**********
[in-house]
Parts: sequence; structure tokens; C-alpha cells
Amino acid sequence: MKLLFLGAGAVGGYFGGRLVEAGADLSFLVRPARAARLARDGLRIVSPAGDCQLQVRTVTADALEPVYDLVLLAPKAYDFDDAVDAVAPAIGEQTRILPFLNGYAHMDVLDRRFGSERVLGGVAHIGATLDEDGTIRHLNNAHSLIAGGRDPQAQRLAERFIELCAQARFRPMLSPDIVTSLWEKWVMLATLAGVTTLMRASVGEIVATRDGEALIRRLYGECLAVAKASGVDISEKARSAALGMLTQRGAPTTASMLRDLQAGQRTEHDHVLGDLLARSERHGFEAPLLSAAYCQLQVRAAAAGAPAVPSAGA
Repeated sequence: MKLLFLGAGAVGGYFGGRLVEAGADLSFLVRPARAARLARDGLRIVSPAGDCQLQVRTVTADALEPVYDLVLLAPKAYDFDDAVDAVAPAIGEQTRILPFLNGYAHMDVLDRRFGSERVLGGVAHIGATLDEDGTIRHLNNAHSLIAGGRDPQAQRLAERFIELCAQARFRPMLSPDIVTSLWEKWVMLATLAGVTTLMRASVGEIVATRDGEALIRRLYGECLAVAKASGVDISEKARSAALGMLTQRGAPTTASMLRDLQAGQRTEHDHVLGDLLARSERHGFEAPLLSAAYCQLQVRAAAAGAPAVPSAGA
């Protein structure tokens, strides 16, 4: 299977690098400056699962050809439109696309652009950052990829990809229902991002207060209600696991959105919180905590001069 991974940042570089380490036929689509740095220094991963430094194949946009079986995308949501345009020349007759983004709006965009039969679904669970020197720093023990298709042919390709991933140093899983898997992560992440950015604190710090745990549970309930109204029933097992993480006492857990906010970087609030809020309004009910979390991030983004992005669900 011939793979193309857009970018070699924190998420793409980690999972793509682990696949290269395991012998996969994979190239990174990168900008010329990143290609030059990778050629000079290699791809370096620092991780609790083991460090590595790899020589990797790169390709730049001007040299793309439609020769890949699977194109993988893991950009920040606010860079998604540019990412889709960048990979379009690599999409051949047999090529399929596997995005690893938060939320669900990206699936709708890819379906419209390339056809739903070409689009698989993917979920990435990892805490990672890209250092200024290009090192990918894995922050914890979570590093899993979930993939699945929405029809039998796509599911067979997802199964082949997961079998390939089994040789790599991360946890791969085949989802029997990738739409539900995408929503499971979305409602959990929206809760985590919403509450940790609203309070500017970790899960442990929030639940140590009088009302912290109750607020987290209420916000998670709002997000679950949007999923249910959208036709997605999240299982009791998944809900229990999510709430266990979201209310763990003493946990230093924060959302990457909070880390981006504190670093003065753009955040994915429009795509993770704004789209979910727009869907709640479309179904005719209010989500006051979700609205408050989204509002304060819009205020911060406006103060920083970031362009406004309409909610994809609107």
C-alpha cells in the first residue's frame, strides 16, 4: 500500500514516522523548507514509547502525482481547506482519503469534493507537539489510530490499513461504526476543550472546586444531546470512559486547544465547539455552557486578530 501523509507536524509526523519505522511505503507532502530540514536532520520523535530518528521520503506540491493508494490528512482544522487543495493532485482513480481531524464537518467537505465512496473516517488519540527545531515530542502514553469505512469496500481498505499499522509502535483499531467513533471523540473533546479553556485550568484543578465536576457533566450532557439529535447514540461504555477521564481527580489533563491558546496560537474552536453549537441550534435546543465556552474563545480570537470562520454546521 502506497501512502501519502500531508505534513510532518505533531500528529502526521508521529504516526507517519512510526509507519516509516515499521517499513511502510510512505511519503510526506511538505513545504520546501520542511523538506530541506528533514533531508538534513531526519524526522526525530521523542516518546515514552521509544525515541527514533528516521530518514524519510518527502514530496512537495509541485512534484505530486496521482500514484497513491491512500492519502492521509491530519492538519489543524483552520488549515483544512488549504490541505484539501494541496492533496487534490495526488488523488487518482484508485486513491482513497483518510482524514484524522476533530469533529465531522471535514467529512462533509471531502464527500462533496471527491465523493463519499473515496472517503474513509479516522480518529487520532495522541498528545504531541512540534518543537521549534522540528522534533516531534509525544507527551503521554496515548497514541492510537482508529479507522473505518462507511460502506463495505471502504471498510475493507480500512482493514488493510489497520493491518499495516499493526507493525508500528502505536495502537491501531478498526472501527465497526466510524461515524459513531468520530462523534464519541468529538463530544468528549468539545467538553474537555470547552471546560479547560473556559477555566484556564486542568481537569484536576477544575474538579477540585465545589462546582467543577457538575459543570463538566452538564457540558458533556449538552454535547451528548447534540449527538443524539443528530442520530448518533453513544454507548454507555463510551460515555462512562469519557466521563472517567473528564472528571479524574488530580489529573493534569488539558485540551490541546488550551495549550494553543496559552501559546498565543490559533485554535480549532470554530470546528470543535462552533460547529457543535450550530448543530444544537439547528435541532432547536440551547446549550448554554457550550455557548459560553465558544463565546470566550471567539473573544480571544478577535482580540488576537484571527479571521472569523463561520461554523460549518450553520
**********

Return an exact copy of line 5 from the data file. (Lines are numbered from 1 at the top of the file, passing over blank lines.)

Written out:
């Protein structure tokens, strides 16, 4: 299977690098400056699962050809439109696309652009950052990829990809229902991002207060209600696991959105919180905590001069 991974940042570089380490036929689509740095220094991963430094194949946009079986995308949501345009020349007759983004709006965009039969679904669970020197720093023990298709042919390709991933140093899983898997992560992440950015604190710090745990549970309930109204029933097992993480006492857990906010970087609030809020309004009910979390991030983004992005669900 011939793979193309857009970018070699924190998420793409980690999972793509682990696949290269395991012998996969994979190239990174990168900008010329990143290609030059990778050629000079290699791809370096620092991780609790083991460090590595790899020589990797790169390709730049001007040299793309439609020769890949699977194109993988893991950009920040606010860079998604540019990412889709960048990979379009690599999409051949047999090529399929596997995005690893938060939320669900990206699936709708890819379906419209390339056809739903070409689009698989993917979920990435990892805490990672890209250092200024290009090192990918894995922050914890979570590093899993979930993939699945929405029809039998796509599911067979997802199964082949997961079998390939089994040789790599991360946890791969085949989802029997990738739409539900995408929503499971979305409602959990929206809760985590919403509450940790609203309070500017970790899960442990929030639940140590009088009302912290109750607020987290209420916000998670709002997000679950949007999923249910959208036709997605999240299982009791998944809900229990999510709430266990979201209310763990003493946990230093924060959302990457909070880390981006504190670093003065753009955040994915429009795509993770704004789209979910727009869907709640479309179904005719209010989500006051979700609205408050989204509002304060819009205020911060406006103060920083970031362009406004309409909610994809609107």